On September 8, 2016, Mr. Caruso wrote the Court to request
that it reopen his case. Letter Mot. to Reopen Case
(ECF No. 25). In the letter, acknowledging that it has been
“quite a while” since he filed the § 1983
complaint, Mr. Caruso explains “I was in Missouri and
unavailable to attend any court proceedings.”
Id. at 1. On September 28, 2016, Officer Banker
objected, noting the history of the case, including the
Court's refusal to stay the case in 2009 and its advice
to Mr. Caruso to review the contents of the motion for
summary judgment before re-filing a new complaint.
Opp'n to Mot. to Reopen the Case (ECF No. 27).
Court agrees with Officer Banker that much too much time has
passed for the Court to allow Mr. Caruso to reopen case
against Officer Banker. Mr. Caruso has simply slept on his
rights year after year and now awakened, he asks the Court to
excuse him from his inaction. Merely being “in
Missouri” is not a legitimate excuse. The Court
routinely deals with litigants from all over the country and
occasionally the world, and they are able to pursue their
Court were to grant Mr. Caruso's motion to reopen, it
would effectively have granted him a stay, which it refused
to do on October 15, 2009, and had the Court granted a stay
in 2009, it would not have granted a seven-year stay,
allowing Mr. Caruso to litigate an assault claim almost nine
years after it allegedly occurred.
Caruso's motion is also years late based on any
potentially applicable provision of the civil rules.
See Fed. R. Civ. P. 59(b), (e) (twenty eight days
after the entry of judgment); Fed.R.Civ.P. 60(b), (c) (within
one year or for some bases, within a reasonable time, after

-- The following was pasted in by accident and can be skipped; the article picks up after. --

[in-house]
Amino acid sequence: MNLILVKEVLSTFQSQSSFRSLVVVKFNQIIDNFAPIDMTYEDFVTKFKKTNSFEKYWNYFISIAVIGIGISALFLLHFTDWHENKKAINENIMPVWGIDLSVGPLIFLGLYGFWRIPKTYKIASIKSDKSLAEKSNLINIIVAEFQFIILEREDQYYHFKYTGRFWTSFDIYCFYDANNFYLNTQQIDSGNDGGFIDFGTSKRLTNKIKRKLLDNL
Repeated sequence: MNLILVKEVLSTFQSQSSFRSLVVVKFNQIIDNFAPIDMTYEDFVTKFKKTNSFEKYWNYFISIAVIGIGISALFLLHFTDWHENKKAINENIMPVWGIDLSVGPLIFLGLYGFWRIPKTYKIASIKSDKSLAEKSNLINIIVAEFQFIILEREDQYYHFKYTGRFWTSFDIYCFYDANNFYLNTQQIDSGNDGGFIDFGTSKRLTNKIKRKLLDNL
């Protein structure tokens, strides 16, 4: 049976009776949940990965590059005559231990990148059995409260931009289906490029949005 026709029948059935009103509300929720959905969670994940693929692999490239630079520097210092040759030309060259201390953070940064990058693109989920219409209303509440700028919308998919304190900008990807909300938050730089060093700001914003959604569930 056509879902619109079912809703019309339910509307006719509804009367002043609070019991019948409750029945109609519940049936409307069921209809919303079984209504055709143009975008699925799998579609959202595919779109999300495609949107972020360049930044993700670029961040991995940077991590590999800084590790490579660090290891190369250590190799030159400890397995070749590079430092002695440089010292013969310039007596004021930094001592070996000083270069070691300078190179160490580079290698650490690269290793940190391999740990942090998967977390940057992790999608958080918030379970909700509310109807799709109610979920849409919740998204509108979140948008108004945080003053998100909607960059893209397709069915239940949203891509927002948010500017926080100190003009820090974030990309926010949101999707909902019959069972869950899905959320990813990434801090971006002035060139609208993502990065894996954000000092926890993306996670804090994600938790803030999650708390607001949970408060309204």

the entry of judgment).
brings the Court to a final point. Mr. Caruso was not the
only party to his lawsuit. Officer Banker was a defendant
and, as the Court noted in its earlier order, “Mr.
Banker, no less than Mr. Caruso, deserves a speedy resolution
to the pending lawsuit, and there is no telling whether
witnesses and other evidence would be available at some
undefined time in the future as they are today.”
Order at 1 n.1. Even if Mr. Caruso could make some
kind of equitable claim, which other than being in Missouri
he has not, the Court would be loathed to force Officer
Banker to defend an assault claim nearly nine years after it
allegedly took place. Using the potentially applicable state
statutes of limitation as a guide, see Burnett v.
Grattan, 468 U.S. 42, 48-50 (1984), Mr. Caruso would
have to have filed his lawsuit within a much shorter time
from the alleged assault to fit within the applicable statute
of limitations. See 14 M.R.S. § 752 (six years
after the cause of action accrues for all civil actions); 14
M.R.S. § 8110 (two years after the cause of action
accrues against a governmental entity or its employees).
Witnesses become unavailable, memories fade, and documents go
missing or are destroyed. It would be grossly unfair to
require Officer Banker to defend a claim so long ago
extinguished by a final order of this Court.
Court DENIES Rosario Vito Caruso's Motion to Reopen (ECF